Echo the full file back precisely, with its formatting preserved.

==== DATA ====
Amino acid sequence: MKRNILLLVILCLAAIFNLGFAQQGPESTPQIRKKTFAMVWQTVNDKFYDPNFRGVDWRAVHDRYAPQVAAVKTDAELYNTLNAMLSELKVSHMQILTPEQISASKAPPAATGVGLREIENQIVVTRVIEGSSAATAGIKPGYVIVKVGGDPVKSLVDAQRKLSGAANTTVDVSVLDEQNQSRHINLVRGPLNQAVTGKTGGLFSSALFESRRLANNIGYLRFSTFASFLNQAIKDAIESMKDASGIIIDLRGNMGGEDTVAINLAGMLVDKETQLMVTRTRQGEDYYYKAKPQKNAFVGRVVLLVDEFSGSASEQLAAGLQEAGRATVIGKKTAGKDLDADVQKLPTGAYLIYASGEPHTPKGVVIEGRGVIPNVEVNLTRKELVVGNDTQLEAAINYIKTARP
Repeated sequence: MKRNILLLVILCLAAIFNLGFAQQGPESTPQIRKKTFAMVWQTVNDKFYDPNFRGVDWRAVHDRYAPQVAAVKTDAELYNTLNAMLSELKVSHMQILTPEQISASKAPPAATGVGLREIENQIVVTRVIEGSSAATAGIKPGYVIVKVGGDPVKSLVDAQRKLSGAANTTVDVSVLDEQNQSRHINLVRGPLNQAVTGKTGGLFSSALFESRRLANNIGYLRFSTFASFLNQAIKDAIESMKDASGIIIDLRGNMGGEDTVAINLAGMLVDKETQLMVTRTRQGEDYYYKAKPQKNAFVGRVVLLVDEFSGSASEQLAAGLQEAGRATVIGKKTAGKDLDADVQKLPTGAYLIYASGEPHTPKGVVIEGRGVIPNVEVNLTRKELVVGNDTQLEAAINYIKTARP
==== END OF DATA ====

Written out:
Amino acid sequence: MKRNILLLVILCLAAIFNLGFAQQGPESTPQIRKKTFAMVWQTVNDKFYDPNFRGVDWRAVHDRYAPQVAAVKTDAELYNTLNAMLSELKVSHMQILTPEQISASKAPPAATGVGLREIENQIVVTRVIEGSSAATAGIKPGYVIVKVGGDPVKSLVDAQRKLSGAANTTVDVSVLDEQNQSRHINLVRGPLNQAVTGKTGGLFSSALFESRRLANNIGYLRFSTFASFLNQAIKDAIESMKDASGIIIDLRGNMGGEDTVAINLAGMLVDKETQLMVTRTRQGEDYYYKAKPQKNAFVGRVVLLVDEFSGSASEQLAAGLQEAGRATVIGKKTAGKDLDADVQKLPTGAYLIYASGEPHTPKGVVIEGRGVIPNVEVNLTRKELVVGNDTQLEAAINYIKTARP
Repeated sequence: MKRNILLLVILCLAAIFNLGFAQQGPESTPQIRKKTFAMVWQTVNDKFYDPNFRGVDWRAVHDRYAPQVAAVKTDAELYNTLNAMLSELKVSHMQILTPEQISASKAPPAATGVGLREIENQIVVTRVIEGSSAATAGIKPGYVIVKVGGDPVKSLVDAQRKLSGAANTTVDVSVLDEQNQSRHINLVRGPLNQAVTGKTGGLFSSALFESRRLANNIGYLRFSTFASFLNQAIKDAIESMKDASGIIIDLRGNMGGEDTVAINLAGMLVDKETQLMVTRTRQGEDYYYKAKPQKNAFVGRVVLLVDEFSGSASEQLAAGLQEAGRATVIGKKTAGKDLDADVQKLPTGAYLIYASGEPHTPKGVVIEGRGVIPNVEVNLTRKELVVGNDTQLEAAINYIKTARP